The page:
Israeli soldiers operate inside the Gaza Strip
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As these lines are being written, the war is ongoing and may yet intensify. It is perhaps too early to posit conclusive lessons at this stage. Therefore, I would qualify all of the findings below by suggesting that they must be put to the test of systematic criticism – alongside many of our military and political realities – once the war was over. 

Initial Lessons From the October 2023 War. This war was launched by surprise, reminiscent of the Yom Kippur War surprise exactly 50 years and a day earlier. The intelligence services failed in the task of early warning, the first line of defense collapsed, the level of losses in the first stage was horrifying, many were taken prisoner, and it was a while before the IDF recuperated and fought back successfully. The main differences, however, are that in 1973 the IDF faced two large and well equipped armies, whereas now it faces a ragtag force without an air force or armor. 

In 2023, most of the dead and abducted are civilians murdered or taken from their homes. In this respect, the attack shook up the foundations of Israel’s defense doctrine. The sheer brutality of the Hamas attackers added to the loss of the sense of security among the public at large, since it turned out that across the fence we allowed the rise of a barbaric organization, more cruel than ISIS or al-Qaeda. 

At the same time, it should also be said that the IDF did recover in an impressive manner. The shift to a ground offensive aimed at destroying Hamas was conducted in a very orderly fashion and the army and navy used well the period of waiting, during which time the air force was intensively engaged in the Gaza Strip. Combined arms operations have peeled off Hamas defensive layers and the IDF now operates in the urban core of Gaza City, in preparation for taking over the Hamas command and control centers. The IDF will then need to decide when and how to extend its operations so as to eliminate Hamas also in the southern section of the Gaza Strip, and its mission is far from over. The pace is slow, but it enables the IDF to save the lives of its own soldiers while also facilitating the departure of massive numbers of civilians from the battle zones towards the southern part of the Strip.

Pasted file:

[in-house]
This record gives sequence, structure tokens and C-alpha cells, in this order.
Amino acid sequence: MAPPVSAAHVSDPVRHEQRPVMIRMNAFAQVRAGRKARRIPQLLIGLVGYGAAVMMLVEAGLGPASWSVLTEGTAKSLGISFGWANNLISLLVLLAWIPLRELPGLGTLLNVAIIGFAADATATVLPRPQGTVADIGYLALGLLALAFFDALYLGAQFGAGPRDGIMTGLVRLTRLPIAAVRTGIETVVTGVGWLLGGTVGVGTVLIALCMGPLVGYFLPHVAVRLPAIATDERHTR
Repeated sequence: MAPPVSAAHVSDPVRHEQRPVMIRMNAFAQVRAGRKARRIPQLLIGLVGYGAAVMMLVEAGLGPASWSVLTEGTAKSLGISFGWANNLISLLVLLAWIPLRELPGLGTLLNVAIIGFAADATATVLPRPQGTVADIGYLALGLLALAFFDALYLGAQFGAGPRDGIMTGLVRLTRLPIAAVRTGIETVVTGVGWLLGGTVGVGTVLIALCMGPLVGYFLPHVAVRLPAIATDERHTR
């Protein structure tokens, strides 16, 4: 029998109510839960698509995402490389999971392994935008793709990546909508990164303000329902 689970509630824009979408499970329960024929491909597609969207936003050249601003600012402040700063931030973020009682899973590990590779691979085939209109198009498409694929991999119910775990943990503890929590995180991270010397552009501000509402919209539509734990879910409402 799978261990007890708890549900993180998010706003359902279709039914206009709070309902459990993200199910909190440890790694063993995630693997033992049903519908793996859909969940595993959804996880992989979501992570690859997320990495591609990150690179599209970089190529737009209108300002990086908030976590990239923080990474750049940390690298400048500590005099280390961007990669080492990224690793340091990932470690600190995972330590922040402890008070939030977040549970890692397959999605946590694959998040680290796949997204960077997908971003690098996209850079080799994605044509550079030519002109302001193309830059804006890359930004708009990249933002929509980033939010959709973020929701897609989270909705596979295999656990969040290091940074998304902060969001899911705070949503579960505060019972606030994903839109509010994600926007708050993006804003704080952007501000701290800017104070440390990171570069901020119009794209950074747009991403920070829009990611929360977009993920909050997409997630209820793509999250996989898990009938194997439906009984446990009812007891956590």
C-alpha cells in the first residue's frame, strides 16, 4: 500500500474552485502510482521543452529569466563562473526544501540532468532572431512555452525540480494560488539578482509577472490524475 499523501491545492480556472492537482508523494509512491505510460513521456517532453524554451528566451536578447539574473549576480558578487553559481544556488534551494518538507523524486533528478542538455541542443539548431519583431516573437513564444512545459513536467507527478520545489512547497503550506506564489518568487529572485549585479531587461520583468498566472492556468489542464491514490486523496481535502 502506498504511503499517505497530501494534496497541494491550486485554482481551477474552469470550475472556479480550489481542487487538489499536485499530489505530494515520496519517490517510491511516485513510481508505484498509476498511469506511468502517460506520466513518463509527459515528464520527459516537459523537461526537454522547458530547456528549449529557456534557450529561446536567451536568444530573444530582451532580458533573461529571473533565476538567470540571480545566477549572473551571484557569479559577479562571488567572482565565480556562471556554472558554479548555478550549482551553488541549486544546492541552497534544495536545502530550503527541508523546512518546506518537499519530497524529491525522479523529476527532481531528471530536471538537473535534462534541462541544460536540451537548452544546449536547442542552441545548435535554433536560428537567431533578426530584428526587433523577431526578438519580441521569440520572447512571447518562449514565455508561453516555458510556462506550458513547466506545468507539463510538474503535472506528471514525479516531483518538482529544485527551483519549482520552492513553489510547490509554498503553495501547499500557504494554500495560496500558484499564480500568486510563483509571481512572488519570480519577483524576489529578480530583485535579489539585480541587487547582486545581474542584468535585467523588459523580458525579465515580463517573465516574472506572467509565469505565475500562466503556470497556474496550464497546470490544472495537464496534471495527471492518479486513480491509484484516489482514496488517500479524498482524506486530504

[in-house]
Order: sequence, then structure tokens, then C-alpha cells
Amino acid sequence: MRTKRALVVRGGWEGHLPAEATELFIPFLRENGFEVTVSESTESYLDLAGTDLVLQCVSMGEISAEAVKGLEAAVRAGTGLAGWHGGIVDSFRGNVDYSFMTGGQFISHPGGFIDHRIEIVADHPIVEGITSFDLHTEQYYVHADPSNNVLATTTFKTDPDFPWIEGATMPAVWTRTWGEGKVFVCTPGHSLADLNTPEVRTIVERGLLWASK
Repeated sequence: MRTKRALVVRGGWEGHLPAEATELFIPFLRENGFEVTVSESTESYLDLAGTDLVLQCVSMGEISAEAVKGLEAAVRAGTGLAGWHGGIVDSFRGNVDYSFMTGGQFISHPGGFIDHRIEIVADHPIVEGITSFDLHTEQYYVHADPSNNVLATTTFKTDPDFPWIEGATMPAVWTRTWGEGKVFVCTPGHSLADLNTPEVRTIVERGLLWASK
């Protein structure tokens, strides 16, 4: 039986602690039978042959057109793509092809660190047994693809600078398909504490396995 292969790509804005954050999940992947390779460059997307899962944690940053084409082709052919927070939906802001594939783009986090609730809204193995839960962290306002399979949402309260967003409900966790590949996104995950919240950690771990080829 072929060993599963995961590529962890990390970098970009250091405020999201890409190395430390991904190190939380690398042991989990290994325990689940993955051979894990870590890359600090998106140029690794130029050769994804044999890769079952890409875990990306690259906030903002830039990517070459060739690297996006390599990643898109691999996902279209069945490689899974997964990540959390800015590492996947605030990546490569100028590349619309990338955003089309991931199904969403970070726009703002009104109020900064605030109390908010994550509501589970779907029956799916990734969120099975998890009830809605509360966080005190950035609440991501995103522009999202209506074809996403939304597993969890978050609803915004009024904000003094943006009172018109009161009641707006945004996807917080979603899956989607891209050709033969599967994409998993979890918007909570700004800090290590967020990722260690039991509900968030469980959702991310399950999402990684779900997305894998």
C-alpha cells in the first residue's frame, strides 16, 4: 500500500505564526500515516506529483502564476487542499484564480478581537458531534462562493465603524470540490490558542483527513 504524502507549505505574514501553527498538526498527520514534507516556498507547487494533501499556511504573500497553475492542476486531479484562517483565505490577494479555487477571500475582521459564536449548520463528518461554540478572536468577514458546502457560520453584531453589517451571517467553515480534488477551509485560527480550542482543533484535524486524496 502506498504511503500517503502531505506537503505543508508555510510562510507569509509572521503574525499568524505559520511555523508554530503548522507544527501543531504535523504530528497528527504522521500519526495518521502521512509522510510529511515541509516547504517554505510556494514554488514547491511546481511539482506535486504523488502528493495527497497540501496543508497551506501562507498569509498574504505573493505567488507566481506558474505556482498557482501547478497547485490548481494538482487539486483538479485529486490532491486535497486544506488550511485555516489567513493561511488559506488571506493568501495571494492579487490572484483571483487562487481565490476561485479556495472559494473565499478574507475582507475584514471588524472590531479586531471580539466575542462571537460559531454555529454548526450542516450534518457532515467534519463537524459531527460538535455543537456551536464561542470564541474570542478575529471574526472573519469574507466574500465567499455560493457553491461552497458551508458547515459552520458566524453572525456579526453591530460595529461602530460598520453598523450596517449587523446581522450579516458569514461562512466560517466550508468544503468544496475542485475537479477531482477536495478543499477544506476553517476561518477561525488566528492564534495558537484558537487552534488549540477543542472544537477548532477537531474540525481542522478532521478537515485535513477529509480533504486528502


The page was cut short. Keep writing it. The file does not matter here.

Initial Lessons From The October 2023 War
An Iron Dome launcher fires an interceptor rocket in the southern Israeli city of Ashdod. Photo credit: REUTERS/Baz Ratner
No longer.

The mood of the country has been transformed and so should the support for Israel abroad. Israel’s future leaders must restore to the tool kit of national security the understanding that wars of choice are legitimate. Israel must seriously weigh preventive action to push away the buildup of military capabilities which threaten it – not only in terms of the nuclear threat in all its manifestations, but also the removal of acute conventional threats. The “Begin Doctrine” (of preemptive strikes against nuclear targets first in Iraq in 1981, then in Syria in 2007, and beyond) should be applied also to organizations such as Hizbullah when they attempt to acquire tiebreaker technologies. A small country such as Israel, surrounded by many threats but possessing high technology, must occasionally embark on a preventive war. This was the one measure that could have prevented the catastrophe of October 7. But it would not have been seen as legitimate either at home or abroad. This must change. 

With the war still raging, it is thus possible – with a great degree of caution – to point out four missions for the military and political leadership after the war. These four should be carried forward based on broad national consensus:

  • legitimizing the option of a war of choice and preventive action;
    • expanding investment in innovative technology so as to improve Israel’s qualitative edge;
    • enhancing the defense budget and enlarging the IDF;
    • and thus, gaining the ability to assign much larger forces to the defense of the borders at all times and to fight simultaneously on more than one front.

Yaakov Amidror
Yaakov Amidror

Major General Yaakov Amidror served as Israel’s national security adviser (2011–2013) and in senior IDF positions. He is a distinguished fellow at the Jewish Institute for National Security of America’s Gemunder Center and the Rosshandler Fellow at the Jerusalem Institute for Strategy and Security, and has published three books on intelligence and military strategy.

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